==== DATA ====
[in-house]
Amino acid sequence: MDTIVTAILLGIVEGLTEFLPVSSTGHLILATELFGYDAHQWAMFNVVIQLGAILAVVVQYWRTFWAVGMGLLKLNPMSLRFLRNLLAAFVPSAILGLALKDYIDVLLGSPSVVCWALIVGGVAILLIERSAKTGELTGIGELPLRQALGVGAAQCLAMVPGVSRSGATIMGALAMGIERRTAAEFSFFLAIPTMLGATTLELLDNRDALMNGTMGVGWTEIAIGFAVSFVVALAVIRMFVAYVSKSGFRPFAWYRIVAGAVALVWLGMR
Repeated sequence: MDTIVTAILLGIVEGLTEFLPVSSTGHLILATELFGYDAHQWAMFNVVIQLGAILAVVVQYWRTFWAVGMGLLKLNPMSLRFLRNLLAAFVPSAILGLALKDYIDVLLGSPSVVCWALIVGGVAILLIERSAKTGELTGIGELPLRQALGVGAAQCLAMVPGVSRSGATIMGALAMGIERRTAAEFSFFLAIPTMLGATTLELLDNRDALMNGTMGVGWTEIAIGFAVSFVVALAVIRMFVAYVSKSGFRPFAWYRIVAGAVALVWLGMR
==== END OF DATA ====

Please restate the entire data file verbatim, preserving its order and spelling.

[in-house]
Amino acid sequence: MDTIVTAILLGIVEGLTEFLPVSSTGHLILATELFGYDAHQWAMFNVVIQLGAILAVVVQYWRTFWAVGMGLLKLNPMSLRFLRNLLAAFVPSAILGLALKDYIDVLLGSPSVVCWALIVGGVAILLIERSAKTGELTGIGELPLRQALGVGAAQCLAMVPGVSRSGATIMGALAMGIERRTAAEFSFFLAIPTMLGATTLELLDNRDALMNGTMGVGWTEIAIGFAVSFVVALAVIRMFVAYVSKSGFRPFAWYRIVAGAVALVWLGMR
Repeated sequence: MDTIVTAILLGIVEGLTEFLPVSSTGHLILATELFGYDAHQWAMFNVVIQLGAILAVVVQYWRTFWAVGMGLLKLNPMSLRFLRNLLAAFVPSAILGLALKDYIDVLLGSPSVVCWALIVGGVAILLIERSAKTGELTGIGELPLRQALGVGAAQCLAMVPGVSRSGATIMGALAMGIERRTAAEFSFFLAIPTMLGATTLELLDNRDALMNGTMGVGWTEIAIGFAVSFVVALAVIRMFVAYVSKSGFRPFAWYRIVAGAVALVWLGMR